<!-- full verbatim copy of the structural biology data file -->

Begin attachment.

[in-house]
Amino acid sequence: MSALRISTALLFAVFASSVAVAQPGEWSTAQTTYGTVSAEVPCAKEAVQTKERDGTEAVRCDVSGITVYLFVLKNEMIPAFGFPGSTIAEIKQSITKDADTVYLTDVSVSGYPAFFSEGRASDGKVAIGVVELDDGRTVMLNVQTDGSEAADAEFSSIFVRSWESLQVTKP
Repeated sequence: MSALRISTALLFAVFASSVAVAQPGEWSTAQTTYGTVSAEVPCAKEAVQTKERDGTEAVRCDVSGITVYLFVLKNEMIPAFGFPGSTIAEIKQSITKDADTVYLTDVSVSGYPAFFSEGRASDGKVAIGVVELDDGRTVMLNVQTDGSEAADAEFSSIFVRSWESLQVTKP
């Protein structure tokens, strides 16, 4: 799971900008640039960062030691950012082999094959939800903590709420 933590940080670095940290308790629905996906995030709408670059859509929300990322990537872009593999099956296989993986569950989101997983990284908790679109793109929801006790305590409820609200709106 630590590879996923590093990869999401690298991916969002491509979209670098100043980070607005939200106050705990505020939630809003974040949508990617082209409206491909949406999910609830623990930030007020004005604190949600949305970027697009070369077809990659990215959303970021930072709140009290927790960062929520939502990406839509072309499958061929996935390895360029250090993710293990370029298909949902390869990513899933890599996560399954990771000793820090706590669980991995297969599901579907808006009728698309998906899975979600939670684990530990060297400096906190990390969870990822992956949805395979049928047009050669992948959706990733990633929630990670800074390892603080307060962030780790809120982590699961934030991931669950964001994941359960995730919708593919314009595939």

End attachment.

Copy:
[in-house]
Amino acid sequence: MSALRISTALLFAVFASSVAVAQPGEWSTAQTTYGTVSAEVPCAKEAVQTKERDGTEAVRCDVSGITVYLFVLKNEMIPAFGFPGSTIAEIKQSITKDADTVYLTDVSVSGYPAFFSEGRASDGKVAIGVVELDDGRTVMLNVQTDGSEAADAEFSSIFVRSWESLQVTKP
Repeated sequence: MSALRISTALLFAVFASSVAVAQPGEWSTAQTTYGTVSAEVPCAKEAVQTKERDGTEAVRCDVSGITVYLFVLKNEMIPAFGFPGSTIAEIKQSITKDADTVYLTDVSVSGYPAFFSEGRASDGKVAIGVVELDDGRTVMLNVQTDGSEAADAEFSSIFVRSWESLQVTKP
């Protein structure tokens, strides 16, 4: 799971900008640039960062030691950012082999094959939800903590709420 933590940080670095940290308790629905996906995030709408670059859509929300990322990537872009593999099956296989993986569950989101997983990284908790679109793109929801006790305590409820609200709106 630590590879996923590093990869999401690298991916969002491509979209670098100043980070607005939200106050705990505020939630809003974040949508990617082209409206491909949406999910609830623990930030007020004005604190949600949305970027697009070369077809990659990215959303970021930072709140009290927790960062929520939502990406839509072309499958061929996935390895360029250090993710293990370029298909949902390869990513899933890599996560399954990771000793820090706590669980991995297969599901579907808006009728698309998906899975979600939670684990530990060297400096906190990390969870990822992956949805395979049928047009050669992948959706990733990633929630990670800074390892603080307060962030780790809120982590699961934030991931669950964001994941359960995730919708593919314009595939």